I’ve been a huge admirer of Alan Moore’s The League of Extraordinary Gentlemen from the very start. The first two volumes were no doubt the standouts of the series; the East London settings playing a big part towards my enjoyment of it, being a born and bred East Londoner (but also of Northampton descent too!) and of course, the many colourful literary characters which Moore utilized in the story. Some have said that Moore’s storytelling dipped with the Century series, sadly I haven’t read said series so cannot comment on them. Although hopefully this should be rectified this summer by way of the upcoming Century Hardcover Omnibus. But The Black Dossier was a thrilling read, it’s safe to say that it was a truly unique reading experience.
Then of course, last year saw the release of Nemo: Heart of Ice which was one of my favourite comic titles at the time. Kevin O’Neill’s marvellous artwork was a treat as usual. Especially impressive were his rendering of the Mountains of Madness and the chilling Albino Penguins which were depicted in Lovecraft’s famous short novel. Although it was a brief read it was packed full of brilliant ideas and images, and being a fan of H.P Lovecraft I lapped it all up with joyous gusto.
What then of Nemo: Roses of Berlin?
Well this time, Janni Dakkar and her lover, Broad Arrow Jack are in 1941’s Berlin to rescue their daughter Hira and son-in-law, Armand Robur (captain of the airbornre craft – The Terror) who have both been taken captive by The Reich, controlled by the dictator Adenoid Hynkel (Chaplin’s Hitler in The Great Dictator).
If Moore and O’Neill channelled the literary work of H.P Lovecraft’s At The Mountain Of Madness in the last book , then here we are in the cinematic version of Fritz Lang’s Metropolis and Dr. Mabuse.
The book feels more like a straight adventure story as Janni and Jack travel to the bowels of Berlin to retrieve their loved ones. On the way there they meet Dr. Mabuse (from Norbert Jaques’ novels) and Dr. Caligari’s hypnotised sleep troopers. Not to mention Rotwang’s automon, Maria (the robot) from Metropolis. There’s also an unexpected development which I will not go into, suffice to sat it may come as a shock to those who have been following Janni’s storyline from the start.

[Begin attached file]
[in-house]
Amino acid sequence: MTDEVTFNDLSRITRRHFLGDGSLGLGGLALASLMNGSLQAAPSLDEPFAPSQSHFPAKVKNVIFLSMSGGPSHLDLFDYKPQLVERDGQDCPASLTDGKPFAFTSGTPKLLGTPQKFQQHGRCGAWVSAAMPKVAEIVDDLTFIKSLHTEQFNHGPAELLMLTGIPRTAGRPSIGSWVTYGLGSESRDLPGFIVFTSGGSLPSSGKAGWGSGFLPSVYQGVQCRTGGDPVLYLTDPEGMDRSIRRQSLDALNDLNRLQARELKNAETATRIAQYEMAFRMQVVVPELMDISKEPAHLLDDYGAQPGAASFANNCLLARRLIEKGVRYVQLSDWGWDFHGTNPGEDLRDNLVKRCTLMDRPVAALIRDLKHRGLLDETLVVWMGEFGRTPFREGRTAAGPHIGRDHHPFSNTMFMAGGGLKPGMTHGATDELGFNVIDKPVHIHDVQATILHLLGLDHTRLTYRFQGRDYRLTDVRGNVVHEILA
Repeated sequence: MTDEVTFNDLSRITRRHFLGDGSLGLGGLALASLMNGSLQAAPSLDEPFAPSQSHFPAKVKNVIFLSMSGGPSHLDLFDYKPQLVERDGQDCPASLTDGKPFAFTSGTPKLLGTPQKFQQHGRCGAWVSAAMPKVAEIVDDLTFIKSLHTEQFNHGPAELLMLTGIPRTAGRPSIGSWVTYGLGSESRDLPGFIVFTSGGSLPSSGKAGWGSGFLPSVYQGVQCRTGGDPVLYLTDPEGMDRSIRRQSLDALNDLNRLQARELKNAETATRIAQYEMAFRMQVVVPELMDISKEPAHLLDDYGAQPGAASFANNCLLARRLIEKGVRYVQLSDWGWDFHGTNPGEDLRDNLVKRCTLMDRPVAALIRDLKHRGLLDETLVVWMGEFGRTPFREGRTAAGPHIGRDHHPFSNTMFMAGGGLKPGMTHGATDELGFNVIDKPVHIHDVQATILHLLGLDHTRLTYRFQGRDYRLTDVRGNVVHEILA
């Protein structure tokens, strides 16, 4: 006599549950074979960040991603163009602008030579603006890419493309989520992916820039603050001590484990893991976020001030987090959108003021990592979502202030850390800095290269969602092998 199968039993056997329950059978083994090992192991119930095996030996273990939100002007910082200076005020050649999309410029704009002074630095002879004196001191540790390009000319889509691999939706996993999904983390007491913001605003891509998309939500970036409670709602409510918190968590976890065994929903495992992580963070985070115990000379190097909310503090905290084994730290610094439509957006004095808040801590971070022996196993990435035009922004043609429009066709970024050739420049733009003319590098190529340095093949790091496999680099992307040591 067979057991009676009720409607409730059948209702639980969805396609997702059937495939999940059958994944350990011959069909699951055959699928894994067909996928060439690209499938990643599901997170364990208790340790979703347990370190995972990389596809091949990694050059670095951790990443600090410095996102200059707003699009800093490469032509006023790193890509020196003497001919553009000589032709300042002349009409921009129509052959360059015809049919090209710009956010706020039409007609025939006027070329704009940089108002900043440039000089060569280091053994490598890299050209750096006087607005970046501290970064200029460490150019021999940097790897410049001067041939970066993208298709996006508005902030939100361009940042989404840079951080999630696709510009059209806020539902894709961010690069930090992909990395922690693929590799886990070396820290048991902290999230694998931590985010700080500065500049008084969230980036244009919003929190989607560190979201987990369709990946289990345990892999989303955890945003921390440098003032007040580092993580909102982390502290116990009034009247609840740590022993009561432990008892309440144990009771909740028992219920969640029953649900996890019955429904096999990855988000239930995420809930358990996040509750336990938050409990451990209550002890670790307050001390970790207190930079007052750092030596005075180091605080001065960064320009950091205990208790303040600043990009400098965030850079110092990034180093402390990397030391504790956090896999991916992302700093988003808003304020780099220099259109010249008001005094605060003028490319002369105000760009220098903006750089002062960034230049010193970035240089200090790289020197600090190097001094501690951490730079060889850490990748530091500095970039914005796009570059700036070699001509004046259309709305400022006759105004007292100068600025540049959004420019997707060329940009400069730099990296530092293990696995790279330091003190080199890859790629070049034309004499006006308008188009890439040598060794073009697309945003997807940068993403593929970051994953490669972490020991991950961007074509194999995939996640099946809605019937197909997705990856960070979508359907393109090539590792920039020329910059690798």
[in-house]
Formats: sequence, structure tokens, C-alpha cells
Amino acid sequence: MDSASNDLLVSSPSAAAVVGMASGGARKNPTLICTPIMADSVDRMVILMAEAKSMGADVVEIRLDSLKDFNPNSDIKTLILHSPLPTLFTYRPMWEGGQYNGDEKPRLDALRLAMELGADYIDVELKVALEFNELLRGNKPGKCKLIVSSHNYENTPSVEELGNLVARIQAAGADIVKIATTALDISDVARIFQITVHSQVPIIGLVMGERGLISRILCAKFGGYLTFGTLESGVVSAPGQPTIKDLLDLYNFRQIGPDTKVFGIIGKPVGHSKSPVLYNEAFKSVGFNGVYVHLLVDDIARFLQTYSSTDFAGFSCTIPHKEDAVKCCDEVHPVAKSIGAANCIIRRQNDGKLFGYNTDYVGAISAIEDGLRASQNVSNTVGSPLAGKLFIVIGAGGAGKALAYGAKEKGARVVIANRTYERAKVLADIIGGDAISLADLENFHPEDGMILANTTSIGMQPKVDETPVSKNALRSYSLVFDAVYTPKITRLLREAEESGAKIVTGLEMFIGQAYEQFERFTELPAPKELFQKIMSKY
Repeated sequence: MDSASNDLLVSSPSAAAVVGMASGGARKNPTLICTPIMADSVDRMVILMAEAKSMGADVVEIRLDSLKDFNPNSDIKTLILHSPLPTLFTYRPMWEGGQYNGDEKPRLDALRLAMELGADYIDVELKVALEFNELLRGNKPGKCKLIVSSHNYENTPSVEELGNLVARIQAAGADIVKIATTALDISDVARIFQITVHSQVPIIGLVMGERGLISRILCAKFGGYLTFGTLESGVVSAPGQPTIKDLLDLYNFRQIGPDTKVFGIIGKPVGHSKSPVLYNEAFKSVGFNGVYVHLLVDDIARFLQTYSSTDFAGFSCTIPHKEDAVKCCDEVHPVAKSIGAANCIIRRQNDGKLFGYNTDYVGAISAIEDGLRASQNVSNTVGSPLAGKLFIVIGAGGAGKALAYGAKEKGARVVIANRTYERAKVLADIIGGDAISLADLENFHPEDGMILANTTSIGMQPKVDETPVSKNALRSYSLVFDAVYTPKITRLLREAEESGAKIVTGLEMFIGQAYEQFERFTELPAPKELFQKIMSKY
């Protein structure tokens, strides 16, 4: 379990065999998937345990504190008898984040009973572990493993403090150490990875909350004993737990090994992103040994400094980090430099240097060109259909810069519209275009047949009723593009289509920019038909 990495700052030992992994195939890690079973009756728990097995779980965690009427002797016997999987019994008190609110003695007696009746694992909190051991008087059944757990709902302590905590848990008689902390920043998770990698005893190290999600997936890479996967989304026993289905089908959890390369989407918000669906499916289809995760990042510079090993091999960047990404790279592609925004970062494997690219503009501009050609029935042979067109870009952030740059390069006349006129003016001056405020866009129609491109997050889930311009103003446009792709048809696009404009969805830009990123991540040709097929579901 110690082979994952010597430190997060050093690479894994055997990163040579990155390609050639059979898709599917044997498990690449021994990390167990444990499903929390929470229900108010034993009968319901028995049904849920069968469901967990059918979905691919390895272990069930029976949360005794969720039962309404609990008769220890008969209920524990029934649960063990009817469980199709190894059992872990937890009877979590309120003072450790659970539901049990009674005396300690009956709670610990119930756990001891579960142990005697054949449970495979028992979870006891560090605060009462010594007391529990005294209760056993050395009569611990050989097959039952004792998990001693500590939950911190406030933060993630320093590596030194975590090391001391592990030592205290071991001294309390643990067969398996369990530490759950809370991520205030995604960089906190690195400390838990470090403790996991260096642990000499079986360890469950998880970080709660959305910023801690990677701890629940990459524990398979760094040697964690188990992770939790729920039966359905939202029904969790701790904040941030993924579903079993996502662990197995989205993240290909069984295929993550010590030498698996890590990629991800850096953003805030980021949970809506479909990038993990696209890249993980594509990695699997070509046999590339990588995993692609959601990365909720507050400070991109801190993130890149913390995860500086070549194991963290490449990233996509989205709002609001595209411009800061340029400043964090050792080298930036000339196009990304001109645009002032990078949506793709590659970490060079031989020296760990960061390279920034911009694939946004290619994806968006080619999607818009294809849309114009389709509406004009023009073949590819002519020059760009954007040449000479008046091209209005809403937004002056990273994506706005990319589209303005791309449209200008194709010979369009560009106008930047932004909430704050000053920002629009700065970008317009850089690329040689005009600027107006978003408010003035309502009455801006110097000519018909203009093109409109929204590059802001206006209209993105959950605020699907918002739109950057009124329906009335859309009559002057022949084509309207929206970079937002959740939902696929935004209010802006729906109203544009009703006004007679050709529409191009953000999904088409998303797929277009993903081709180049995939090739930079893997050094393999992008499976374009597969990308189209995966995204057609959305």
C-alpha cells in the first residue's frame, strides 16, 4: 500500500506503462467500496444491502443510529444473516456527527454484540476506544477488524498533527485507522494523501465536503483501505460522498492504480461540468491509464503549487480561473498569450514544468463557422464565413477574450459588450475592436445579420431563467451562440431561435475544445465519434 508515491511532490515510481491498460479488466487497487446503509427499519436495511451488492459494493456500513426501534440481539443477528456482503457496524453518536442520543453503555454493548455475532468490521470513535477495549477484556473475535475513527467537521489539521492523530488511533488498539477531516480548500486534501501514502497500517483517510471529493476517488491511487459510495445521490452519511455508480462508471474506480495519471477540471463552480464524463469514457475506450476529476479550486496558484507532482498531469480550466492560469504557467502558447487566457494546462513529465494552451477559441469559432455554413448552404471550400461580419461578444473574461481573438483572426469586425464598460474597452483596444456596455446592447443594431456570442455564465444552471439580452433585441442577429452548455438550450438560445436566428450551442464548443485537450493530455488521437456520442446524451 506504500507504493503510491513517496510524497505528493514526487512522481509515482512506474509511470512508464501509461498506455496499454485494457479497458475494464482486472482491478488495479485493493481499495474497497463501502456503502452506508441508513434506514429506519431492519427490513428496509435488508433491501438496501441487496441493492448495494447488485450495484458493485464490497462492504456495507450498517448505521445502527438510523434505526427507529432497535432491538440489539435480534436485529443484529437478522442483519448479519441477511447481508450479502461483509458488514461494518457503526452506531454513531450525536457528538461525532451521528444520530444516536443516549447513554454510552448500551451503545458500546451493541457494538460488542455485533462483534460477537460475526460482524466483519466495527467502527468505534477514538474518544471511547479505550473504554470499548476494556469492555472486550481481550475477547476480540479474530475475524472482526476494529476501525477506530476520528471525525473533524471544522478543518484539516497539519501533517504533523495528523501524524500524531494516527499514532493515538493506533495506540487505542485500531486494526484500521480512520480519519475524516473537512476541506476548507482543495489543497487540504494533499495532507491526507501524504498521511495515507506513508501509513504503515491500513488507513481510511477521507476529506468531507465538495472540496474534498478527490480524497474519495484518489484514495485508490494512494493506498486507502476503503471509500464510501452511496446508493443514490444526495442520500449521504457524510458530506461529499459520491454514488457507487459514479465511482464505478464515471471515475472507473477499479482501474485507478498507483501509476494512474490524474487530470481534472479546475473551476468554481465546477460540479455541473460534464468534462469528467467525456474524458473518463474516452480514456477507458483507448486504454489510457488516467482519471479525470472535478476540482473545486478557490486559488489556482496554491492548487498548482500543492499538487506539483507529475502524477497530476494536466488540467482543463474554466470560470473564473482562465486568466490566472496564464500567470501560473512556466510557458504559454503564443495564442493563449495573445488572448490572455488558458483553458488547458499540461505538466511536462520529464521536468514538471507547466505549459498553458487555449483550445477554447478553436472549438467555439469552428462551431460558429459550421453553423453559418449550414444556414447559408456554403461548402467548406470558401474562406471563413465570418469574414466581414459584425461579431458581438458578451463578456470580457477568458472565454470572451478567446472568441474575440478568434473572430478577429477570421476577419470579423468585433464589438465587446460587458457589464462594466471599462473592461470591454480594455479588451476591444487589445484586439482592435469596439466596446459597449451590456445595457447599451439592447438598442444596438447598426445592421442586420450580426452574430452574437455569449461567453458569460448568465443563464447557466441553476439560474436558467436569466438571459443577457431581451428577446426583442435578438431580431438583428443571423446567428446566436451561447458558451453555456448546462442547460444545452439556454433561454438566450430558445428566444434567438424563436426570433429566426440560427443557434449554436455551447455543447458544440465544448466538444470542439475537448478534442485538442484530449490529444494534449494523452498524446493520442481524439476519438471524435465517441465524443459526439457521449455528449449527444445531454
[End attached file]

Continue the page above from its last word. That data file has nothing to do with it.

O’Neill’s artwork is a sheer delight to behold especially the mouth watering double page splashes. His depiction of the German Metropolis is stupendous to behold, with overhead trains, steam, iron and long shadows which linger over the city like the German Expressionism which his artwork echoes.
Todd Klein’s lettering is also excellent, with the use of both upper case and lower case lettering in some intsances. And Ben Dimagmaliw’s colouring is outstanding, not too colourful (other than the opening splash page) but in perfect tone with the story.
We have some customary prose near the end, ‘The Johnson Report’ where we have a fictional interview by Hildy Johnson of Princess Dakkar. Here we see Janni as a much older character, it’s clear this interview takes place a long time after the events of Berlin. It’s an interesting piece giving insight into her mind and thoughts on some of her sea-faring exploits.
The book itself is presented in beautiful hardcover. It is quite slim, same as the previous volume but the hard covers and spine give it some weight and the feeling that you’re holding something special, especially when you look at the interior cover art and the strong binding.
In conclusion, Nemo: The Roses of Berlin is a superb addition to Alan Moore’s vast library of work, and it also has some of the best artwork I have seen by the magnificent Kevin O’Neill. There’s another book planned for next year in what will be the Nemo trilogy, and on this evidence you can sure as hell count me in.